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Strange New World: Finishing Revell’s Porsche Diesel Junior 108 Tractor

As a teenager, I loved pizza. Of course, that’s not really a shocking statement – most teenagers love pizza. However, my love for pizza rose to epic proportions among my peers, to heights that bordered on ridiculous.

I would eat pizza anytime, anywhere, and in quantities only limited by the supply of pizza. In those days, I was tall and skinny, and no matter how much I ate, not a pound stuck to my frame. (Those days are long gone!) Family and friends would marvel at the sheer volume of food I could put away. Especially if that food was round and covered with sauce and cheese and tasty meats.

There was a place nearby that offered 24 inch pizzas. Two feet across. That’s 3.14 square feet of pizza, if my ability to calculate the mathematicals is correct. I’d reckon a family of four could make a meal of that.

Or me. Just me. In about 10 minutes. Along with breadsticks, and several large cups of Coca-Cola. 

And it wasn’t even hard. I recall eating a meal like that, and then heading to the outdoor basketball court to shoot hoops – full court, four-on-four, in the heat of summer. Nary a cramp or stomach ache in sight.

A Pepperoni Too Far

In the fall of my senior year of high school, my family was heading out-of-town for Thanksgiving. Because I now had a job flipping burgers, I was not able to go, as I had to work the weekend. So Thanksgiving Day was spent at Grandma’s house. Friday morning, I was up bright and early to work my shift at the burger joint, making large quantities of pancakes for the hungry breakfast crowd. My shift ended at noon, and I decided to head by the grocery store to grab some food for the evening.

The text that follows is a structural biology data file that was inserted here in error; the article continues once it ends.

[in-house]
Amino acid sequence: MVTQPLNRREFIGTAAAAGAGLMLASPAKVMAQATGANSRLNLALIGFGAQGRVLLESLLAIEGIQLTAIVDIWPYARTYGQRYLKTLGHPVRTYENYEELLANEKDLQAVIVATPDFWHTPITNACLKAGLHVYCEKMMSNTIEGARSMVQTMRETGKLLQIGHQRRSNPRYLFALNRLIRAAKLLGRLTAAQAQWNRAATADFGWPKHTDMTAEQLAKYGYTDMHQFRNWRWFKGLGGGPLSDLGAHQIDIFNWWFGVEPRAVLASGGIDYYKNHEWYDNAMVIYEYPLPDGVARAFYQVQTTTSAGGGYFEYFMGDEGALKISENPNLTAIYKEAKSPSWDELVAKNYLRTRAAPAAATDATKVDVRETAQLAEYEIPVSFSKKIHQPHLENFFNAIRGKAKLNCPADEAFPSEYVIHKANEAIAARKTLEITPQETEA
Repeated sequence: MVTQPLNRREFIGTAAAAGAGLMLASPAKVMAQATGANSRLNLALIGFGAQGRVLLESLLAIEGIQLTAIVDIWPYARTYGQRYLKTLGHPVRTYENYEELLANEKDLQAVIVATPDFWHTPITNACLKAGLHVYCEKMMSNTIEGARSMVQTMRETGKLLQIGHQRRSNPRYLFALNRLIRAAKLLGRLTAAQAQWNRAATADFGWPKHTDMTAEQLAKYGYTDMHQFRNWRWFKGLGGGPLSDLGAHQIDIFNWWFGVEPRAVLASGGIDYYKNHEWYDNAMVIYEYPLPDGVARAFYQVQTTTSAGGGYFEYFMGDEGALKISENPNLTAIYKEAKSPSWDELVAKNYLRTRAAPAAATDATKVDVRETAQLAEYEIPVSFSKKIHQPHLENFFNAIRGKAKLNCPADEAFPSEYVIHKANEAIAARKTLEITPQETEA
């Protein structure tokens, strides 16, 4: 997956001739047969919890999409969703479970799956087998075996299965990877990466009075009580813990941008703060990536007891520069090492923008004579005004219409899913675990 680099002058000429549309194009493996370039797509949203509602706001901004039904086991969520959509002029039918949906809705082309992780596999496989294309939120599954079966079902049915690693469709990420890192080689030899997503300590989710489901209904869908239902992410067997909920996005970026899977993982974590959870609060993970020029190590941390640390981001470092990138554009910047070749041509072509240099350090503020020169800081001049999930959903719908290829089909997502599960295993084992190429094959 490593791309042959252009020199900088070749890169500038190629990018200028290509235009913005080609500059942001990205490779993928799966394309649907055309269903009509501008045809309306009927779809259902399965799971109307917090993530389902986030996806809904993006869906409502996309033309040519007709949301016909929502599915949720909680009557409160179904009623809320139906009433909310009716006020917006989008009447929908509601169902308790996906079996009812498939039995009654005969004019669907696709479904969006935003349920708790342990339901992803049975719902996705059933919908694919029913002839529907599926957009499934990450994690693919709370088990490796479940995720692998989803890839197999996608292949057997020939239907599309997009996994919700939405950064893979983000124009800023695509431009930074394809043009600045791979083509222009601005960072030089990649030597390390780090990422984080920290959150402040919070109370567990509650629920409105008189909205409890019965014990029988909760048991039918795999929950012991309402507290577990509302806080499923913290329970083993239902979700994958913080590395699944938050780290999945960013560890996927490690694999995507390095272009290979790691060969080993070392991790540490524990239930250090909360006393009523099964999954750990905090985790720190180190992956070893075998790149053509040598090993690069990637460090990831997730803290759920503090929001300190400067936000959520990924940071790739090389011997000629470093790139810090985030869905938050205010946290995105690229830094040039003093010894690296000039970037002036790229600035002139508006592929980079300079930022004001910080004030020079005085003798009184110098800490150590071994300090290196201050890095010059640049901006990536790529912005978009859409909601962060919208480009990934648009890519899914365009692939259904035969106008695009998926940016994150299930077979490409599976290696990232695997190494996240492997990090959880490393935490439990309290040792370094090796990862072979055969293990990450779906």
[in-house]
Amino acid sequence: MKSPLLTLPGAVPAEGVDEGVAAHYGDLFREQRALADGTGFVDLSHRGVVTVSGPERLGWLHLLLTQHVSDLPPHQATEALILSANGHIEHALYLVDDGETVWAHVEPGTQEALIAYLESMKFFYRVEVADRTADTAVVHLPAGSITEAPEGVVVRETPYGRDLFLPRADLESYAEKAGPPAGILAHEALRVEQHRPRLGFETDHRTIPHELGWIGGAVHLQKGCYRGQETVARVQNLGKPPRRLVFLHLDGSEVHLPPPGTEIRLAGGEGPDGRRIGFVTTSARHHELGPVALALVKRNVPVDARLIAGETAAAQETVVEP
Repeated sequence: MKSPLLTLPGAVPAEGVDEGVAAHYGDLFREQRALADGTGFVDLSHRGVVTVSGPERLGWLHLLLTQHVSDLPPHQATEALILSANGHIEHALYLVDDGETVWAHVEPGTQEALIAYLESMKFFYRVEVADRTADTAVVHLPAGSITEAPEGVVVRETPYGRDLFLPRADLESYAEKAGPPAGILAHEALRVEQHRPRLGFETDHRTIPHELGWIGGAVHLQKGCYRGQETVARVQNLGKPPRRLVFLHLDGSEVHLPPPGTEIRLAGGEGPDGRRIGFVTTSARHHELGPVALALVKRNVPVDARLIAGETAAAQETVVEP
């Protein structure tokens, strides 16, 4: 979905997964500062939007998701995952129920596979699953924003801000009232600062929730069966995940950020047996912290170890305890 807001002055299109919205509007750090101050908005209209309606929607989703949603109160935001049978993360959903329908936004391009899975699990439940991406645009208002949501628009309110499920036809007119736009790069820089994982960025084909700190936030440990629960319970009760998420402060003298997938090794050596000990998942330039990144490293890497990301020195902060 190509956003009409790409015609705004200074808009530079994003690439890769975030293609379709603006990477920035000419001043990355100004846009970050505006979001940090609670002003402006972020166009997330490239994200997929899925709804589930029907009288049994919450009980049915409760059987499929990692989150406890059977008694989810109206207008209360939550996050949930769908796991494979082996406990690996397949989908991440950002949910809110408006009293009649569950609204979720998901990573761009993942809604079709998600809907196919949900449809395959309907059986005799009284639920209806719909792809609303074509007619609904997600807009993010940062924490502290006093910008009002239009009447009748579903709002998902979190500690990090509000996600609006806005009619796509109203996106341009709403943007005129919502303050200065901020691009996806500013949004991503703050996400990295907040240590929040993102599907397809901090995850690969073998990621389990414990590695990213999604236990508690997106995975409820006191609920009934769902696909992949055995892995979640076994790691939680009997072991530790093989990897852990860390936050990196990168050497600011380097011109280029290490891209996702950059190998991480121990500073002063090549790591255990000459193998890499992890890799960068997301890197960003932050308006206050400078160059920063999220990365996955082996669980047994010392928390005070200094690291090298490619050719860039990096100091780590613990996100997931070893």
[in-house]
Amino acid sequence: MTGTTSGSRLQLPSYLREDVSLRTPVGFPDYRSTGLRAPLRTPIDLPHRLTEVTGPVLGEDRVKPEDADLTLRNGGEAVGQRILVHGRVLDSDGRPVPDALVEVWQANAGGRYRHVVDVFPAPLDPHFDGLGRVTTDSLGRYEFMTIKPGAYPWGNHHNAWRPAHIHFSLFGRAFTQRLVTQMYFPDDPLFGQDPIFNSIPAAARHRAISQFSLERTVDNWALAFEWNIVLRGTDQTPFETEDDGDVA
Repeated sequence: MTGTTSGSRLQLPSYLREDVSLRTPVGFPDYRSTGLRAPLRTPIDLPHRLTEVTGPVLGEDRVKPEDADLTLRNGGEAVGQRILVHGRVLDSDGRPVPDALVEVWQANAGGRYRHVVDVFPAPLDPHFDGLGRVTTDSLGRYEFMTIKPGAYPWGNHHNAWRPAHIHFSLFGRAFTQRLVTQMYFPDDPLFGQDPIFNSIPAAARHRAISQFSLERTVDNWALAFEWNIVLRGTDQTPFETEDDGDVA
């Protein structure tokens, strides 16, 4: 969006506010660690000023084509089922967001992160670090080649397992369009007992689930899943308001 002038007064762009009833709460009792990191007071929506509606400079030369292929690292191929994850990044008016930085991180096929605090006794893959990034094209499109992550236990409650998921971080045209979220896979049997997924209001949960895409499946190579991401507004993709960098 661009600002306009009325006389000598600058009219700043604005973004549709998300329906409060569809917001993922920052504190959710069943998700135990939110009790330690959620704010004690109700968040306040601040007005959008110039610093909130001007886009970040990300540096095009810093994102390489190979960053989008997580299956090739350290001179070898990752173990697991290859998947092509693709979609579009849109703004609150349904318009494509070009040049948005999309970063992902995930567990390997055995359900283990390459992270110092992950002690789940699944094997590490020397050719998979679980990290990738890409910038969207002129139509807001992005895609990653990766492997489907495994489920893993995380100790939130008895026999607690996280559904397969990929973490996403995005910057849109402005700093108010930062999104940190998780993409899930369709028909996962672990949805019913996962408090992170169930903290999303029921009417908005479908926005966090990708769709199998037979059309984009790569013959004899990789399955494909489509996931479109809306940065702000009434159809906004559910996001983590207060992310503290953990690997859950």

I was excited about the freedom of getting whatever I wanted. My cart was filling up with Froot Loops, Slim Jims, ice cream, and all the other goodies a teen with his own cash can think up.

And then I saw it. The frozen pizza section.

In those days, there was good pizza, and there was frozen pizza, but there was rarely good frozen pizza. But hey, I liked any pizza right?

And the el cheapo pizzas were on sale. Fifty cents each.

These were the cheapest of the cheap. Crust as flat and dry as a cracker. The toppings were cheap. Each one was shrink wrapped – no box. There was one with pepperoni (red chunks), sausage (brown chunks), and “Deluxe”… red AND brown chunks.

I decided to try some of each.

And by “some” I mean $10 worth. I drove home with twenty – count ’em – twenty 12 inch pizzas.

Gearing Up The Production Line

Arriving home, I hurried inside and set the oven to the correct temperature. The instructions said to simply place them on the open oven rack. Applying my fast food experience, I begin adding them in, rotating them from left to right, bottom to top. As one got cooked, the others moved over a slot, and a new one added in.

Once out of the oven, I placed them on a cooling rack. I did set the first one aside as my “snack” while the work of cooking the other 19 was being done. Before long, I had pizzas stacked up like hotcakes at a county fair eating contest.

Carefully carrying my beloved pizza horde into our family room, I turned on the TV, popped open a cold 2 liter bottle of Coca-Cola, and began eating.

At that time, I could not imagine how things could get any better.

Facing Reality – You Never Sausage Such A Thing